We had only two days to see Dublin, Ireland so we were careful to prioritize all the things there are to do. We arrived in the afternoon, so we spent time walking around on our own. Grafton Street is a fun pedestrian walkway full of stores and restaurants, but we quickly ventured off this tourist-worn path. We wandered around St. Stephen’s Park before visiting Merrion Square whose claim to fame is a statue of Oscar Wilde, one of Ireland’s many famous writers.
We made advance reservations at as many attractions as possible since Dublin has lots of visitors, even during the shoulder period of September. We took a free walking tour by Yellow Umbrella Tours that was fabulous. (You tip what you think the tour is worth.) The guide gave us an overview of the city and its history as we walked by Trinity College, St. Patrick’s Cathedral, Christ Church Cathedral, and many other famous sites. This three-hour tour was an excellent introduction to the city. (Hop On/Hop Off Buses are difficult in many parts of Dublin because of traffic congestion, so a walking tour was a great alternative.)
One of the highlights for our trip was the Kilmainham Gaol which we visited based on TripAdvisor’s recommendations and great advice from friends who had recently visited Dublin. The Gaol (Jail) will look familiar to anyone who has seen the “Italian Job.” (Make certain you get tickets online to both Kilmainham Gaol, the Book of Kells, and the Guinness Storehouse. We made reservations five weeks before our trip and many times were already filled. You could still get in, but the lines were long!)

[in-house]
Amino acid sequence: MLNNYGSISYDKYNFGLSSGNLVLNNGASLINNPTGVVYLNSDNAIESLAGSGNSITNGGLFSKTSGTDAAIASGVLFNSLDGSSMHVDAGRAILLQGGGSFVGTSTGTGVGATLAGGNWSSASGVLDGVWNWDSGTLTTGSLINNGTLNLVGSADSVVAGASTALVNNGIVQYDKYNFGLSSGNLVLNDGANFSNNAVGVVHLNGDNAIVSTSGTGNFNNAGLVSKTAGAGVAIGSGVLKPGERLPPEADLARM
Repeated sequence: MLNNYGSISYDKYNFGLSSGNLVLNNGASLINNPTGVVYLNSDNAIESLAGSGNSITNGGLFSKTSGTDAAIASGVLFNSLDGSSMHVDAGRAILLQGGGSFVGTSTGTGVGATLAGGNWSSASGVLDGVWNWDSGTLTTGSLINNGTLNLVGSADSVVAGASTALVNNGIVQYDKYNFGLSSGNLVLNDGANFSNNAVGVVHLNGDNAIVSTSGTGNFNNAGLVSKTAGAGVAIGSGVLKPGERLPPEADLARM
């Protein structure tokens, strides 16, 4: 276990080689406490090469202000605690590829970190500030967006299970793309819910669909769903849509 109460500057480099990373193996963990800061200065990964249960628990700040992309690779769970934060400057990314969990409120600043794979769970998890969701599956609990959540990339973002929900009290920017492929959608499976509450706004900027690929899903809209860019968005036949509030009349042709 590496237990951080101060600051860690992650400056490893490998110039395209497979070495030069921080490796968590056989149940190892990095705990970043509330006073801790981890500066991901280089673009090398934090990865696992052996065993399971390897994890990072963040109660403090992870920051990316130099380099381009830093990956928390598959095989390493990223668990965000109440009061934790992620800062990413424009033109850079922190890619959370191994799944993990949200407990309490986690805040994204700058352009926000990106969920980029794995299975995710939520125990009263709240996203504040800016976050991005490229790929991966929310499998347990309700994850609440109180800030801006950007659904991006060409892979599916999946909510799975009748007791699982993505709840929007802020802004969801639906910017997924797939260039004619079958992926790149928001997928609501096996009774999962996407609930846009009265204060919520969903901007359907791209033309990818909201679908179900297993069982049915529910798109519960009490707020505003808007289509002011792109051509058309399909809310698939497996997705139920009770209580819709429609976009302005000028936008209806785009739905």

Another highlight was the Book of Kells, which is a copy of the New Testament Gospel written and illustrated by monks around 800 A.D. Visitors walk through an intriguing exhibit before seeing the book itself which is preserved under glass and open to a different place each day. I may hear a lot of disagreement, but seeing the actual book was less impressive than walking through the Long Room afterwards. The Long Room is the historic Trinity University Library that houses over 200,000 books. Harry Potter lovers will appreciate it even more since it was the inspiration for the Harry Potter Hogwarts Library.
We couldn’t leave Dublin, the birthplace of Guinness beer, without visiting the Guinness Storehouse. This massive showplace shares the history of Guinness and then gives visitors the opportunity to sample. The Storehouse is not the actual brewery. Instead, it was built as a seven-story tourist attraction with an atrium that is shaped like a pint of Guinness. The top floors are packed with food courts and people drinking. We enjoyed the view more than we enjoyed the crowds.
Dublin has so many great places to visit that it is difficult to choose, but stops at both St. Patrick’s and Christ Church Cathedrals are beautiful reverent places for a moment of quiet amidst the hustle and bustle of Dublin. The Temple Bar district is a fun area in which to visit pubs and watch people. It is touristy and crowded, but no trip to Dublin would be complete without it. (If you stay in this convenient district, make certain you ask for a back room since partying continues late into the evening.)
We’ve shared a few of our favorite places in Dublin. If you have visited, what were your favorites?